I had a great experience the other day when I took the time to make a connection with a person. It was a very rewarding experience that left us both feeling better about the encounter and in general ourselves. I know that may sound a little strange coming from someone in my position who also believes in the power of social media. Those of you who know me know that I believe there is a lot of positive things about social media. It helps us reach untold numbers of people and reconnect with those from our past, but think about it; how long has it been since you actually took the time to meaningfully connect face to face? That was what made me write this post. A combination of reading Leadership: Step by Step by Joshua Spodek and the success of my new strategy of taking time to connect. More time than a Facebook comment, tweet, or post.
Stop Talking and Listen
No one has ever made a meaningful connection by talking about themselves. It sounds easier than it is in this world of sharing. One of the worst things you can do is insert yourself into someone’s conversation about who they are as a person. Their story is just that; theirs. Give someone else the attention. We often rush to talk about ourselves and explain that we understand them by comparing our experiences to others. Take a different tact. Listen to what they are saying, make a connection to another person in your life, and use that to build the conversation.
Compare What You Hear to Other People You Know
When you make the connection to another person in your life, it does a couple things for the conversation. First, it keeps you out of it. Second, it allows you to ask some questions based on an understanding of someone else’s experience while honoring the uniqueness of the person with whom you are speaking. You most likely have a connection with the person you comparing the story to and as a result, know the explanation for their belief. This is where the unique part enters. Instead of saying “I understand”, say “I know someone who”. Then explain why your connection believes the way they do. Make sure you conclude with a question close to: Is that why you think that?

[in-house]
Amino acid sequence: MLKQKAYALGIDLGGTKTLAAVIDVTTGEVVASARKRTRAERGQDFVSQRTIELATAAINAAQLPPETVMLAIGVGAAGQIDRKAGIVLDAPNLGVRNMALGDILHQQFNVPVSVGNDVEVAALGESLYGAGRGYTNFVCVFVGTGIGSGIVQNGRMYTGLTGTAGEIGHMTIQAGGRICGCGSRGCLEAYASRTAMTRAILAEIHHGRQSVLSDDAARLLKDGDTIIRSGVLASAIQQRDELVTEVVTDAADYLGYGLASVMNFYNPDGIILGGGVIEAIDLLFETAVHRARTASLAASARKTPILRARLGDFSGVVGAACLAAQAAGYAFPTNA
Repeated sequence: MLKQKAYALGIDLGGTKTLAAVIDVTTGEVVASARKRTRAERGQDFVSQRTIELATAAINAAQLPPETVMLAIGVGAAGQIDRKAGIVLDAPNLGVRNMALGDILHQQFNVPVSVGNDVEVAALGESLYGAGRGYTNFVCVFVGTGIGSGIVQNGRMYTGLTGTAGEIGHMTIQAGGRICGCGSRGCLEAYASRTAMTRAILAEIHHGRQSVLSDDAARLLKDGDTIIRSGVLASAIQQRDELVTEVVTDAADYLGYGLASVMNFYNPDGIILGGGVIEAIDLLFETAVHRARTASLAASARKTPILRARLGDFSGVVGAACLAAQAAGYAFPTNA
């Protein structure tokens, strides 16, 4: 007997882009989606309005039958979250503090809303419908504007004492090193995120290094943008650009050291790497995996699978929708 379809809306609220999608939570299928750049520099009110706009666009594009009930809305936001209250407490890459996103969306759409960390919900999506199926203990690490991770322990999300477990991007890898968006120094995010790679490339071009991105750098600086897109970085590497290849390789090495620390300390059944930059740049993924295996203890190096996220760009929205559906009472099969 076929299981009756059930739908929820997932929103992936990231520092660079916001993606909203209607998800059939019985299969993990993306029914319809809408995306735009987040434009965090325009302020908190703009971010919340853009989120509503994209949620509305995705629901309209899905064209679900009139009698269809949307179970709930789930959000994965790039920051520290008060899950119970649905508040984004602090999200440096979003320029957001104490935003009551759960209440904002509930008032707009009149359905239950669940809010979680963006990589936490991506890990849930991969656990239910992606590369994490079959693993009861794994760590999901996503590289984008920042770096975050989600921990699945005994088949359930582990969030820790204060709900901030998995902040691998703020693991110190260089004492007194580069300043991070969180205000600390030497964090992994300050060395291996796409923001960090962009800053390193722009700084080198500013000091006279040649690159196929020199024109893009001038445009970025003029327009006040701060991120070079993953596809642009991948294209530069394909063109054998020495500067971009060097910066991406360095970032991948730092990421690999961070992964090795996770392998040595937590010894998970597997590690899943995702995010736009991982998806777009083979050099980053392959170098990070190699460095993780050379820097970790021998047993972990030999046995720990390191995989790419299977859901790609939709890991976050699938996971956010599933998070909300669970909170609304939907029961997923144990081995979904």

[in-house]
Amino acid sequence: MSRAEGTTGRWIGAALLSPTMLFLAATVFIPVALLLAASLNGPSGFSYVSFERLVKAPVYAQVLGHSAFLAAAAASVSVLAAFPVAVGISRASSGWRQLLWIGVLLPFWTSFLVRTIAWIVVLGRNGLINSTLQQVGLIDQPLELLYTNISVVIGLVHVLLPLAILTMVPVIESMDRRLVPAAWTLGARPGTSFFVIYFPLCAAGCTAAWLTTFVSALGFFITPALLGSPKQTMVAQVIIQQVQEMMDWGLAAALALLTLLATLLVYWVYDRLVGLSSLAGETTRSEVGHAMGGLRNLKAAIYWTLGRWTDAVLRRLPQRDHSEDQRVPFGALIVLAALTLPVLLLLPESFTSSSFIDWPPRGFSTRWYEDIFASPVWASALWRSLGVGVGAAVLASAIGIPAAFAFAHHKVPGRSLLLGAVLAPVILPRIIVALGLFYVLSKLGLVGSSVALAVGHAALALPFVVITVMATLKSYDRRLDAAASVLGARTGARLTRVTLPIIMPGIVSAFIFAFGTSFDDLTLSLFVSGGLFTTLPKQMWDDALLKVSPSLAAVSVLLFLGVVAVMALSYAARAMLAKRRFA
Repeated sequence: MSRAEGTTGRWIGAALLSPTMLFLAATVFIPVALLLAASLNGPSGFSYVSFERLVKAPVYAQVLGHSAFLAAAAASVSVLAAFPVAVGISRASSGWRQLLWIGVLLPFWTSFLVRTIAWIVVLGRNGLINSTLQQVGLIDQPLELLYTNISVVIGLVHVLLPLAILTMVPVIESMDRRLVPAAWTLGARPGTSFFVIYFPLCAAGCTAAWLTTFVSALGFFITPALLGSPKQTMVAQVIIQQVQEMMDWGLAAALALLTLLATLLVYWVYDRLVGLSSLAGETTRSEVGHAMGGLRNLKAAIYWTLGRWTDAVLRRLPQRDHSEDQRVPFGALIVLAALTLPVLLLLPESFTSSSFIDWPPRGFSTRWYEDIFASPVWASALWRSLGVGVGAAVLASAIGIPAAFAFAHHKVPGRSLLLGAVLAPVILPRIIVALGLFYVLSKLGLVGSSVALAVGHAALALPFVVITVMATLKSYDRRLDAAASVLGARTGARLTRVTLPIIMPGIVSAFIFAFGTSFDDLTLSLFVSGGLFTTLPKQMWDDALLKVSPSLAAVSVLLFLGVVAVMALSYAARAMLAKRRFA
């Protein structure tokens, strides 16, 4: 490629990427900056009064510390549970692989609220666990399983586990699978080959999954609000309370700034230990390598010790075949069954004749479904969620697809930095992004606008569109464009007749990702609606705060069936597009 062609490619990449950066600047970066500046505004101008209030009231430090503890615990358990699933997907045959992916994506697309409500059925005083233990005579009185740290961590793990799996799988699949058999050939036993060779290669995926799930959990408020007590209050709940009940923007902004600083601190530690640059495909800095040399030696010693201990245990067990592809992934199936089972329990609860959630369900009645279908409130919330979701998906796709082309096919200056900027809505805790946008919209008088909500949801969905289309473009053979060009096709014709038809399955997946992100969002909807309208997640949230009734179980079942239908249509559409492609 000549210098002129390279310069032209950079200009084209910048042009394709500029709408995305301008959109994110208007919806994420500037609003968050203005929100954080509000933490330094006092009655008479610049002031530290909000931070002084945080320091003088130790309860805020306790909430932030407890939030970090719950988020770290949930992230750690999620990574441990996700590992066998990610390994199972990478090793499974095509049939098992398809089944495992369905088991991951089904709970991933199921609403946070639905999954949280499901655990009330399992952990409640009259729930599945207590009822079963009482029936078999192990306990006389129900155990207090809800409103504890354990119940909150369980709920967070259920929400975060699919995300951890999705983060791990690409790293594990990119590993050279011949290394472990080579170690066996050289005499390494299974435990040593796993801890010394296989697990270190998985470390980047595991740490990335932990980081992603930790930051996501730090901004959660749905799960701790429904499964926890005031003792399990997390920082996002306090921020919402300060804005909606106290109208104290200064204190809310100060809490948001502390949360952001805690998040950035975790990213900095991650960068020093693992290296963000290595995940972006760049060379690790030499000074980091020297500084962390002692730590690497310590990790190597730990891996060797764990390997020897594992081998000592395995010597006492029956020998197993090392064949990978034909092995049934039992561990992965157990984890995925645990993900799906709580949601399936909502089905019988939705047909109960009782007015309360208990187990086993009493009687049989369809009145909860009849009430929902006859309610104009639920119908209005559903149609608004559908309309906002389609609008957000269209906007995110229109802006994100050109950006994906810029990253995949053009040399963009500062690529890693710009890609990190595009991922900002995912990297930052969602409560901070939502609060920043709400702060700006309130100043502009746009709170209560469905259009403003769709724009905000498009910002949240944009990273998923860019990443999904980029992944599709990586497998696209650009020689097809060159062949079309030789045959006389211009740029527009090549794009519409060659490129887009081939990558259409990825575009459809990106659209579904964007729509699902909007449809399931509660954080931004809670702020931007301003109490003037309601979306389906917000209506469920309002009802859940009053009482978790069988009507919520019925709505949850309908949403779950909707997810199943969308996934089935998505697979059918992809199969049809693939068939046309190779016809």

Ask Questions for Clarification
You will realize something very soon after you have asked that question; you are wrong. Now embrace it. Ask questions about that person, what they are interested in, and most importantly; why. I’m not saying you should interrogate someone, but everyone likes to talk about themselves. If you ask questions with a genuine interest in the answers, there is no way you will not begin to connect with that person.
I want you to take the time to make a connection with one person who is in your life, but not someone you know well. Making a connection is fairly easy, but you have to concentrate. Here is the thing…it can’t be about you. It’s about the other person. You can’t judge what they are sharing. You just have to listen and accept that this is who they are…and enjoy the uniqueness of it.
This takes practice, but anything worth doing does.
- if you want a less generalized step by step way to do this, check out Leadership: Step by Step by Joshua Spodek.
- if you need proof of the power of this…I recently sat with a student for over an hour (it seemed like 15 minutes to both of us) making a connection. At the end of the time, I stood to shake his hand and said; “It was nice getting to know you.” He replied; “It was nice getting to know myself.”
Connect, reflect, and grow…be that person for others.
Add to the discussion:
- How are you making those meaningful connections that last?
- What works for you?
- How are you moving forward?